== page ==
• Laird

    I’m not sure I understand your point, bobby b. Of course he’s arguing outcomes; what else is there to discuss? He’s talking about the wisdom (nay, the morality) of forcing companies over whom you (as a legislator) have jurisdiction to impose your values and laws onto companies in other countries over whom you don’t have jurisdiction. He’s discussing the morality of laws requiring lawyers to report their clients to governmental authorities (apparently lawyer-client privilege no longer exists in England). And he’s discussing the venality of lawyers who support new laws merely because it will make them richer. Surely that’s all worth discussing, and worthy of a more thoughtful response than “he just got outvoted”. Some things shouldn’t be subject to a vote in the first place.

    As to your comment about “the value of lawyers comes only in pairs”, well yes, that’s how our adversarial system is supposed to work. And sometimes it even does. But in an era of activist judges with a political agenda that “neutral decider” sometimes has his finger on the scales of justice. And if you practice in a state where judges are appointed by the legislature (such as where I live) the inherent conflict of interest is only too apparent when such a judge is presiding over a case involving one lawyer who is a sitting legislator and his opponent who is not. Frequently, the “value of lawyers in pairs” is better expressed by the old adage that if there is one lawyer in town he goes broke, but if there are two they both become rich.

  • “Of course he’s arguing outcomes; what else is there to discuss?”

    By asking that question, you identify yourself as being, like me, NOT a post-modernist. So much discussion now ignores outcomes so that, for example, it’s not enough that the poor become less so if anyone else becomes richer. Or, for another example, it’s not enough that members of an identity group achieve — even achieve more than straight white males — unless SWMs are punished for the “crimes” of their ancestors. Hence we are hearing the term “white supremacy” more often now than in any time when it would have been more plausible. Hence we hear proposals for tax increases that will have the outcome of a lower tax yield because the outcome is so not the point.

    Post-modernism denies the validity of Reason itself, arguing that all arguments are of the Mandy Rice-Davies variety — i.e. “He would say that, wouldn’t he?” There’s no point in seeking reasonable explanations if our ideas are all the conditioned product of our identity. I guess that was the cause of the learned professor’s confusion in the article I cited in my post.

    Thanks for the link and for the interesting discussion it has stimulated here.

  • bobby b

    July 14, 2017 at 4:42 am

    “I’m not sure I understand your point, bobby b.”

    First and foremost, I agree with virtually everything else Mr. Paine wrote in that essay. How could I not?

    But the quoted portion sets off bells for me. One of my own personal bugaboos (as a lawyer, and as not) is the way lawyerdom has taken on to itself a mantle of moral authority – some heightened ability and responsibility, granted purely because of being lawyers – for guiding society’s path, for knowing wrong from right and how to get from one to the other.

    We’re essentially technicians with a literary bent. Nothing in the making of a lawyer enhances our moral reasoning or allows us to perceive more clearly than most what other people need and want.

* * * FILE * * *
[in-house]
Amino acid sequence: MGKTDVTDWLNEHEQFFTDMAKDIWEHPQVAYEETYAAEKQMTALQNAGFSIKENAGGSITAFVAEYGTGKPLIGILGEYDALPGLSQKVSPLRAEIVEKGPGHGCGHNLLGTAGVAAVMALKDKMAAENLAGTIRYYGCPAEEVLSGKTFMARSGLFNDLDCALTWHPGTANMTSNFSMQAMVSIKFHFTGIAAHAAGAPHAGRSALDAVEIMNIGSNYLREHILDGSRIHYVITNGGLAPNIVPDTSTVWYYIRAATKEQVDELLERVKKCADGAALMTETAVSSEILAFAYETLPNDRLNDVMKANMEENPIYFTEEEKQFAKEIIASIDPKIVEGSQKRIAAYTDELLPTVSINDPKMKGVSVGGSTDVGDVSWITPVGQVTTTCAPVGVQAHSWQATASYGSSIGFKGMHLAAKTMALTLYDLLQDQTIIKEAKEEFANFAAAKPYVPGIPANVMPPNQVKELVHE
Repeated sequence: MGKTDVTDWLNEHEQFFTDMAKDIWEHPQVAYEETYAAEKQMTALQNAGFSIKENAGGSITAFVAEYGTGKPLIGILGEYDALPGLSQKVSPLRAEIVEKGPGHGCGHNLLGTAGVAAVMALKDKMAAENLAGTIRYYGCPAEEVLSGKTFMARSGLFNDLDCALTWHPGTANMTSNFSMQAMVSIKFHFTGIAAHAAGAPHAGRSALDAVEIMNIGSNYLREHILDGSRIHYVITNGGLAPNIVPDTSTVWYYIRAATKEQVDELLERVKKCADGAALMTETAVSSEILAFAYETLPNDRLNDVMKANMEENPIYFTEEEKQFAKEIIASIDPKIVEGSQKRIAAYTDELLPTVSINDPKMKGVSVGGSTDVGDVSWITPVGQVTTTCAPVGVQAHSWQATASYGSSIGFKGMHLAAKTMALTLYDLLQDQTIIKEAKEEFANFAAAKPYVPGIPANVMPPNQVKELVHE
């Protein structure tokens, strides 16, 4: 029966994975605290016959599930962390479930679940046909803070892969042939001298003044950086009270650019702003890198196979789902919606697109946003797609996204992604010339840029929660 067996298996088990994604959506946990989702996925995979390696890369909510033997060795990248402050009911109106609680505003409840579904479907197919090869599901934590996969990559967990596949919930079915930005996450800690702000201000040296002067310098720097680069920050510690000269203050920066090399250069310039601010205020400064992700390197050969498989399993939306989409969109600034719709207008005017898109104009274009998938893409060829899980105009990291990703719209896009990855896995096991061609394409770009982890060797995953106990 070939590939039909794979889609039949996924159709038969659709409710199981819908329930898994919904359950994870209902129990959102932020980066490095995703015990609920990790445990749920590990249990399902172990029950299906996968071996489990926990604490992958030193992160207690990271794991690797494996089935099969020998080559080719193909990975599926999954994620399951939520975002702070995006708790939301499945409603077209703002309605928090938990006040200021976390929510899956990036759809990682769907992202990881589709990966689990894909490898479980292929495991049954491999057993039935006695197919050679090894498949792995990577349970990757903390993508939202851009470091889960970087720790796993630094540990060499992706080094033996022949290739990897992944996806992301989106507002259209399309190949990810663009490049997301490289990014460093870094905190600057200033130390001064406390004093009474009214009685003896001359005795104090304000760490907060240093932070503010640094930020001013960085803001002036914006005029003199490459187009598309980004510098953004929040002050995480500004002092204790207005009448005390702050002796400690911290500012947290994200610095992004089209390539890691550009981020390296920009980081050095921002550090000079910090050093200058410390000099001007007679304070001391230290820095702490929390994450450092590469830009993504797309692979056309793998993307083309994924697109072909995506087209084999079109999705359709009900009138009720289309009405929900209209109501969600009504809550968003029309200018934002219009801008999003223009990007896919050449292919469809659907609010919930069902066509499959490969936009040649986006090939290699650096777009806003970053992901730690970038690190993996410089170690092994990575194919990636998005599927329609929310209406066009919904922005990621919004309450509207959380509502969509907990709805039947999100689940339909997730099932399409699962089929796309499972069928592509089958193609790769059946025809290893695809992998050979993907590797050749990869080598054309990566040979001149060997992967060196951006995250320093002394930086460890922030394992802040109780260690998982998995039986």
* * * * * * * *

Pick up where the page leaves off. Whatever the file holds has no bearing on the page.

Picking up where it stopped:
We do need to be an integral part of the law-making process (because no one else is going to have the training to recognize the criticality of word choices), and it helps greatly to have that training within the ranks of the representatives arguing the language of legislation, but, aside from that, lawyers qua lawyers have no more insight into what the aims and goals of legislation ought to be than anyone else.

    We’re very well-paid sys-ads in the legislative process. In the computing analogy, we don’t let our techies decide the ultimate aims and goals of our computer systems – we decide those, and then let them know so that they can structure their work to best serve our desires. That’s the proper role for lawyers in the legislative/governing process.

    When Paine writes ” . . .(t)he correct, ethical role for lawyers . . . “, I get triggered. Had he written ” . . . for people . . .”, I’d be happy. I’m probably too easily triggered.

  • Mr Ed

    Then came the churches, then came the schools, then came the lawyers, then came the rules.’

    Mark Knopfler, Dire Straits, Telegraph Road.

    (Ironically, about Detroit, apparently).

  • Laird

    bobby b, I don’t disagree with anything in your last post (July 14, 2017 at 2:21 pm). My only quibble is with your last paragraph. You are certainly correct that such is the correct ethical role for all people, lawyers or not. But in his essay Tom Paine is writing specifically for and about lawyers (and the end of that sentence deals specifically with their obligation to their clients), so it’s only logical that this sentence should be about lawyers only. So yes, I think you are too easily triggered.

  • Thailover

    Ayn Rand would tear this quote to shreds. Since when is self serving to act against principle? What principle is to not be self serving? Ah yes, the “Otherism” that threatens to destroy every age in and of itself. Whilst attacking organied religions, Tom Paine still managed to pretend that selflessness is a virtue and sacrifice an ideal.

  • Rich Rostrom

    Why is party interest necessarily at odds with principle? Arguably, party loyalty is a principle.

    Parties form so that groups of people with common goals can pursue those goals better than as an amorphous blob of individuals.

    If one benefits from the strength of the party in advancing many things one wants, then it may be proper to sacrifice on some issues, rather than see the party fall, and get nothing. Also, of course, other party members may reciprocate – conceding on issues where they differ with one.

    The strength of a party is in the loyalty of its members. If one wants one’s party to be strong enough to enact one’s program, one should contribute to its strength.

    Obviously this can be an excuse for cronyism or worse, but the opposite path also leads to failure.